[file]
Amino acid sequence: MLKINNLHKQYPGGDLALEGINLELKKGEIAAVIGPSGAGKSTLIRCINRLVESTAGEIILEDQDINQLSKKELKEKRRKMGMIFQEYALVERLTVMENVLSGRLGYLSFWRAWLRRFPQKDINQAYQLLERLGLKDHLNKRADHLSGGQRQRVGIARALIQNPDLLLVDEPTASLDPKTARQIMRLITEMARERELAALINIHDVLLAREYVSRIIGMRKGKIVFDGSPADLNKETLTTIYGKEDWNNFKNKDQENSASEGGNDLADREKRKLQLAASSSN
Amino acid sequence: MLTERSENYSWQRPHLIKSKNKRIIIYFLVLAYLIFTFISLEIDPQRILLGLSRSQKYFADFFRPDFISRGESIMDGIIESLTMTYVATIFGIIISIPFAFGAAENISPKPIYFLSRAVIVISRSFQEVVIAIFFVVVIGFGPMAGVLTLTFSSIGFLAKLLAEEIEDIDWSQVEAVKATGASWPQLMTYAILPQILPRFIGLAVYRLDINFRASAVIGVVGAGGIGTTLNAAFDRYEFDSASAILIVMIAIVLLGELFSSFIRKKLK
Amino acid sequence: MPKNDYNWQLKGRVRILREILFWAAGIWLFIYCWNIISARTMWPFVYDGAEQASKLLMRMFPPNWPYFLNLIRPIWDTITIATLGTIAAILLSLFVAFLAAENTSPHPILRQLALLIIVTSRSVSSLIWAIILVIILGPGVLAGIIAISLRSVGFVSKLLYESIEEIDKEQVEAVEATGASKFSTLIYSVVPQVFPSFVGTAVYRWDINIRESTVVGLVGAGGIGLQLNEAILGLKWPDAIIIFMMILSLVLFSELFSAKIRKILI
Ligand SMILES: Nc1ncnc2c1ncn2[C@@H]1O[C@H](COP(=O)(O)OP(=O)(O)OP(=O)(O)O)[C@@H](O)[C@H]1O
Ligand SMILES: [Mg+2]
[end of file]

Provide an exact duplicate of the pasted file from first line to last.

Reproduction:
Amino acid sequence: MLKINNLHKQYPGGDLALEGINLELKKGEIAAVIGPSGAGKSTLIRCINRLVESTAGEIILEDQDINQLSKKELKEKRRKMGMIFQEYALVERLTVMENVLSGRLGYLSFWRAWLRRFPQKDINQAYQLLERLGLKDHLNKRADHLSGGQRQRVGIARALIQNPDLLLVDEPTASLDPKTARQIMRLITEMARERELAALINIHDVLLAREYVSRIIGMRKGKIVFDGSPADLNKETLTTIYGKEDWNNFKNKDQENSASEGGNDLADREKRKLQLAASSSN
Amino acid sequence: MLTERSENYSWQRPHLIKSKNKRIIIYFLVLAYLIFTFISLEIDPQRILLGLSRSQKYFADFFRPDFISRGESIMDGIIESLTMTYVATIFGIIISIPFAFGAAENISPKPIYFLSRAVIVISRSFQEVVIAIFFVVVIGFGPMAGVLTLTFSSIGFLAKLLAEEIEDIDWSQVEAVKATGASWPQLMTYAILPQILPRFIGLAVYRLDINFRASAVIGVVGAGGIGTTLNAAFDRYEFDSASAILIVMIAIVLLGELFSSFIRKKLK
Amino acid sequence: MPKNDYNWQLKGRVRILREILFWAAGIWLFIYCWNIISARTMWPFVYDGAEQASKLLMRMFPPNWPYFLNLIRPIWDTITIATLGTIAAILLSLFVAFLAAENTSPHPILRQLALLIIVTSRSVSSLIWAIILVIILGPGVLAGIIAISLRSVGFVSKLLYESIEEIDKEQVEAVEATGASKFSTLIYSVVPQVFPSFVGTAVYRWDINIRESTVVGLVGAGGIGLQLNEAILGLKWPDAIIIFMMILSLVLFSELFSAKIRKILI
Ligand SMILES: Nc1ncnc2c1ncn2[C@@H]1O[C@H](COP(=O)(O)OP(=O)(O)OP(=O)(O)O)[C@@H](O)[C@H]1O
Ligand SMILES: [Mg+2]